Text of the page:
So, your bench is lower then a basement. Or perhaps, your bench is decent but you want to be with the big boys... Well then, good news. Read below to find out how to raise your bench!
Using Proper Technique to Bench More
1Start off with your feet on the bench, your pelvis high, and your shoulders sinking down into the bench. You want your shoulders to start off bearing most of the weight to ensure good technique. This will help promote better posture when you finally lift.
2Lower your feet to the ground, your butt to the bench, all while maintaining the shoulder contact with the bench. This should produce an arch in your back, meaning more torque that you can bring to the exercise. Keep your neck resting comfortably on the bench at all times.
3Lock the bar with a closed grip, making sure to use your thumb. Lock your thumb under the bar. A good rule of thumb (get it?) is to have it resting on top of your index finger.
4Learn where to position your hands for maximum load-bearing capacity. Depending on your height and the length of your arms, position your hands on the bar so that your forearms are perfectly vertical when the bar is brought down to the chest. Many people achieve this by gripping the bar a little wider than shoulder-length apart.
- The wider the grip, the more you tend to activate the chest muscles. The tighter your grip, the more you tend to activate your triceps muscles.
- Do what feels comfortable. People with longer arms will probably feel more comfortable gripping the bar farther apart than people with shorter arms.
5Move your shoulders side to side to maintain maximum contact with the bench. When benching, you push off — at least partly — with your shoulders. If your shoulders are hanging off the side of the bench or aren't centered, you're going to lose that fulcrum and your ability to bench much more weight will go down.
6Always use a spotter. With a spotter, the fear that you won't be able to max out usually falls away: If you struggle with a heavy weight, your spotter will be there to bail you out. This is an important psychological factor. You should always be pushing yourself above your current plateau in order to bench more weight, and a spotter makes that journey more safe.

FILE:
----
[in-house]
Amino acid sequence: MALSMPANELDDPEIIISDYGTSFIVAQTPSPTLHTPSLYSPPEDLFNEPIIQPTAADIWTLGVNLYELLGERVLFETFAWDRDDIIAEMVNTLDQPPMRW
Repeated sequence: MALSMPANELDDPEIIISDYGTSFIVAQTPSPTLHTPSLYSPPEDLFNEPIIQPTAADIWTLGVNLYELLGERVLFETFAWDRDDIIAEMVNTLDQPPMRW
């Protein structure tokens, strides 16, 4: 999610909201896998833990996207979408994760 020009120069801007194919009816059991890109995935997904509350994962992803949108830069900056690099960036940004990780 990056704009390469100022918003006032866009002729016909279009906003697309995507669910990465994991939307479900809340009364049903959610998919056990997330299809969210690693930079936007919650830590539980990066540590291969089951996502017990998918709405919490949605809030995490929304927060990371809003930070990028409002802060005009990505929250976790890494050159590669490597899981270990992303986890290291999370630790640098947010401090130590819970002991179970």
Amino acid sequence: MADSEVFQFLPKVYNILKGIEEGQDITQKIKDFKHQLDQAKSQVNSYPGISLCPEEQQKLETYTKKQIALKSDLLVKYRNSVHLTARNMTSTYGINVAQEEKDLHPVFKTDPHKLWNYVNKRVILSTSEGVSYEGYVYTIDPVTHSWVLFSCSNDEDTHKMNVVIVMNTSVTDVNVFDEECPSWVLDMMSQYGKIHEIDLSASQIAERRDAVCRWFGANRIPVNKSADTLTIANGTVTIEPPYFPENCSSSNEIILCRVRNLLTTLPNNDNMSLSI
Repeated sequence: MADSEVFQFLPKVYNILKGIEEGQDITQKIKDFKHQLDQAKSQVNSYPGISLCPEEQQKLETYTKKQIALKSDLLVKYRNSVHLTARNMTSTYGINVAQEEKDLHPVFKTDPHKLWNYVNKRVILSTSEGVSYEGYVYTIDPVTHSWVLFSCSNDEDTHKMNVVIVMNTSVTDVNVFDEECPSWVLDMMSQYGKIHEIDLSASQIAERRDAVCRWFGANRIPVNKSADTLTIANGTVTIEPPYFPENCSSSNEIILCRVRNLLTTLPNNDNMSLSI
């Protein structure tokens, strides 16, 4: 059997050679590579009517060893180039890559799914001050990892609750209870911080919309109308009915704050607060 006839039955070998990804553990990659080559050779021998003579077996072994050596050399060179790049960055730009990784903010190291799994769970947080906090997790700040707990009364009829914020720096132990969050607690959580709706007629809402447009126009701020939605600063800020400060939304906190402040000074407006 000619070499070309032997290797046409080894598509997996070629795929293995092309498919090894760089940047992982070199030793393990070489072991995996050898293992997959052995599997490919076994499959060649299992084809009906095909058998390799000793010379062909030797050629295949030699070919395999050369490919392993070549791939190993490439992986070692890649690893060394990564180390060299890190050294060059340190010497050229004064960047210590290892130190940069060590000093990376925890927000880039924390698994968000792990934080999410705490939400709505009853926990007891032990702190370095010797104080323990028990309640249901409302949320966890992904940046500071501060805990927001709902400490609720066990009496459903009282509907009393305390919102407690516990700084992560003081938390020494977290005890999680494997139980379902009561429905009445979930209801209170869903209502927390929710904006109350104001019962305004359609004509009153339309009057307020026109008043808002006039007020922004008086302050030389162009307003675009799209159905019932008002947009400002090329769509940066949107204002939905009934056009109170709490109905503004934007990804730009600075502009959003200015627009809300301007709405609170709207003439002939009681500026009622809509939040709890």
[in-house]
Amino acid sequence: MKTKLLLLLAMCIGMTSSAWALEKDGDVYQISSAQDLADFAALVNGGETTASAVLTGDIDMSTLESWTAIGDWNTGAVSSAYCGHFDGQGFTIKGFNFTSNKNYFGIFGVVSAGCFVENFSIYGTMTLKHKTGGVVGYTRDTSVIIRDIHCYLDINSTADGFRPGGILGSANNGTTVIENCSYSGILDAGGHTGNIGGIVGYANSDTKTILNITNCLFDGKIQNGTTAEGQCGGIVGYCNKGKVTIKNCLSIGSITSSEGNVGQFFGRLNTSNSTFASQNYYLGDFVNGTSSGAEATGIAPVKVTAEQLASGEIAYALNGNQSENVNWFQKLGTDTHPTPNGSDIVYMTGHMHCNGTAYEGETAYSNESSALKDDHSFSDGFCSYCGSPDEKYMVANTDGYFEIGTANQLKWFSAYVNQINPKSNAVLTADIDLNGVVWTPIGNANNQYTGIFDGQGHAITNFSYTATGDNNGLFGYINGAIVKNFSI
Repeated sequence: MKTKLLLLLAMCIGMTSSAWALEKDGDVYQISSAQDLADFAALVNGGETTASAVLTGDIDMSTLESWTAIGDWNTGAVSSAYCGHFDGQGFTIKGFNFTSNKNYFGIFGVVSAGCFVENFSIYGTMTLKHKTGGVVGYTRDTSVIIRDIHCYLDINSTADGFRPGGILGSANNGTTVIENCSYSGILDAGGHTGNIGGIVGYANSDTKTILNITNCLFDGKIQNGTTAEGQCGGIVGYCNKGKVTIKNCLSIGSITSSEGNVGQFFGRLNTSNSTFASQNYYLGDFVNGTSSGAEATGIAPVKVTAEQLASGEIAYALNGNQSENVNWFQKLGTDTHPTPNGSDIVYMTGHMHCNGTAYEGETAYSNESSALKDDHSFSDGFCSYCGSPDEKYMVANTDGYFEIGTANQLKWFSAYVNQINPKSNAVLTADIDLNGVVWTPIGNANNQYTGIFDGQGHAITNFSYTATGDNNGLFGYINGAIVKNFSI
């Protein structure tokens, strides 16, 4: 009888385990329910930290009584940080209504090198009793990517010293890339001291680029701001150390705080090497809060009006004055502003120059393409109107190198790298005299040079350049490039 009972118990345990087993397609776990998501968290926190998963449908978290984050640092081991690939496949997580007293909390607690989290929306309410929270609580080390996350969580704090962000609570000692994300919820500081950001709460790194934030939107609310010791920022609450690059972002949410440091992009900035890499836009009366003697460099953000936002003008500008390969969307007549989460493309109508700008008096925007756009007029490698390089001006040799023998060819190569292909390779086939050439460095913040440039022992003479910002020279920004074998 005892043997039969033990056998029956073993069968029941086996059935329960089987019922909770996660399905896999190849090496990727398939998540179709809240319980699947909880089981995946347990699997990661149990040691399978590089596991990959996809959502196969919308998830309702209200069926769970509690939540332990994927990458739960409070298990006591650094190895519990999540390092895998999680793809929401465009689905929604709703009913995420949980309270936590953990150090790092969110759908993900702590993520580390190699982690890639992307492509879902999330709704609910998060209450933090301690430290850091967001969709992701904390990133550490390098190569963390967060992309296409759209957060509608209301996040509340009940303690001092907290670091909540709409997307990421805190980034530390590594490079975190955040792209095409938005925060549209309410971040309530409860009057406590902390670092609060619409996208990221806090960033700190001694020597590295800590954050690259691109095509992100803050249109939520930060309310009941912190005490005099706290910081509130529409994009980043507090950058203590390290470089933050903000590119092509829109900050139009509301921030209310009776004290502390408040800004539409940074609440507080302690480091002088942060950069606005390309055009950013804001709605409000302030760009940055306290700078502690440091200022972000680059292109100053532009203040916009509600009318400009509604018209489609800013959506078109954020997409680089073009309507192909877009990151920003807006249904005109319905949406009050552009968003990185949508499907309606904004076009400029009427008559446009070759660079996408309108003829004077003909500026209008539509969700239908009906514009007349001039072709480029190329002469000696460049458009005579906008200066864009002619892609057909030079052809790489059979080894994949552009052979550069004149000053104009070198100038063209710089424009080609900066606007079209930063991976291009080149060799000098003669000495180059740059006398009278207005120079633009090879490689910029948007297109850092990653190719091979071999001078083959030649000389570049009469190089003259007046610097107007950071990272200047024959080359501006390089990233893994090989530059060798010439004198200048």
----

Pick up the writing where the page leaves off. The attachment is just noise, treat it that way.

7Practice proper breathing technique. Inhale at the top of your bench. After you've gotten nearly up to the top of your rep, exhale. Inhale again at the top and repeat the technique for maximum power. Remember, proper breathing sends oxygenated blood to your muscles.
Leveraging Other Strategies to Bench More
1For bench press in particular, lower your reps and increase your weight. For heavy power lifts, such as bench press, 5 sets of 5 reps works really well for boosting your ability to lift more. Competitive weight lifters will even do sets of three, two and one reps in order to max out.
2Do your heavy lifting first, and then finish off with mid-range isolation exercises. Start your routine off with the bench press. Again, low reps and higher weight are best. After you've done the heavy lifting, finish off your chest, tri, and shoulder exercises with lower weights and higher reps: 10-15 reps per set works really nicely.
3Lower the bar just above the bottom of your chest without letting it hit your chest. Too many people let the bar bounce off their chest. While this usually isn't harmful to your chest, it keeps your triceps from staying activated and working during the whole rep, thereby resulting in less strength.
- Think of it this way. Bouncing the bar off your chest on the downstroke is like putting training wheels on your bike during the most wobbly stretch of the ride. If you're trying to become a faster biker, you'd do better to ditch the training wheels altogether.
4Practice your pushups and other triceps workouts. Strong triceps are the not-so-secret ingredient to a stronger bench. The pushup is a much more natural movement that gives your shoulder blades a degree of movement not afforded by simple bench press. Pepper your bench press with triceps workouts such as dips, skullcrushers, lying triceps extensions, triceps pushdowns, and a whole host of other exercises.